Invisible Cities and Ideal States
This course is expected to run but has not yet been scheduled.
We'll consider what societies need to survive and thrive, and design societies to our own specifications. We'll explore what we can learn about our own world -- both how it is and how it could be -- by inventing others.
Our central questions: How do the worlds we live in affect the worlds we can imagine? What can we learn about our own world's structures and possibilities by considering invented worlds? What happens when people try to build the ideal commmunity in the real world? Our first meetings will focus on fictional or invented worlds; our later meetings will examine primary sources from real-life "utopian" communities (and visit one of them, an arts-centered household in Providence). In all cases, we'll make connections between the cultures that produced them and the cultures they describe, and use our findings to invent societies of our own. Students interested in architecture, history, sociology, literature, science, medicine and bioethics, urban planning and urban studies, and will all benefit from the ideas, methods and questions of this course.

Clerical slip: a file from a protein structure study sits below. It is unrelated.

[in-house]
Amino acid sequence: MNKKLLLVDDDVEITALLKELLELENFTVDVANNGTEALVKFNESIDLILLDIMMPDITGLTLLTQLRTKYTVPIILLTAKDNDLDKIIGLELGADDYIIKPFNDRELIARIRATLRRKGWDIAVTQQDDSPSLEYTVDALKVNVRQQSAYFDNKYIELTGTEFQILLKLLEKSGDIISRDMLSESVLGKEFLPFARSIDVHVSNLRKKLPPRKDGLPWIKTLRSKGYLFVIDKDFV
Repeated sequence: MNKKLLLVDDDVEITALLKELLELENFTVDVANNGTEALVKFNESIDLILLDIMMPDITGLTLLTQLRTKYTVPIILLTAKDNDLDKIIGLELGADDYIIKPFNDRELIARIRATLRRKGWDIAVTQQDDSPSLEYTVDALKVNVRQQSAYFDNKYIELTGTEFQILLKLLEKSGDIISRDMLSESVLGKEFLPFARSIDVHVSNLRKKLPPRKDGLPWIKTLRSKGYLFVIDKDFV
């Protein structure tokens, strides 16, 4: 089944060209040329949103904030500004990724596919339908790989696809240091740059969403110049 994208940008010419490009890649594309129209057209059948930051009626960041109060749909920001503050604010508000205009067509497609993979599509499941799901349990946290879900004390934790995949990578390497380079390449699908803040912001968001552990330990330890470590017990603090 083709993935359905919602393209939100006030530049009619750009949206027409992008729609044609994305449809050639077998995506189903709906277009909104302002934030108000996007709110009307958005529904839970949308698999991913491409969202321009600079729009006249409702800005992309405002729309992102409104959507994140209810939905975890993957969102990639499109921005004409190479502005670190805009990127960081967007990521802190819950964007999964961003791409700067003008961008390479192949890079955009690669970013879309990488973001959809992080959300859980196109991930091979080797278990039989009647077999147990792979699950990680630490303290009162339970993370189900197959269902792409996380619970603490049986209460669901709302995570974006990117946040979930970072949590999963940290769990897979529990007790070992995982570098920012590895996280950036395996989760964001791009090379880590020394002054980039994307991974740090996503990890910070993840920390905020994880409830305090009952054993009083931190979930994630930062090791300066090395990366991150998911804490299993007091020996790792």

By the end of the course, students will:
- Read and understand complex texts, and respond to them in discussion and in writing
- Analyze connections between texts and the people, places and times that produced them, including both explicit and implicit content of a text; make inferences about an authors' assumptions and positions
- Extrapolate causes and effects of multiple factors and variables on a given situation
- Think responsibly, flexibly and inventively about human needs and wants
- Keep up with discussion and note-taking in a fast-paced class, and manage time for reading and written homework.
- Present and defend their work in a public setting.
Students must be able to read and write comfortably in English, and must be willing to speak in class.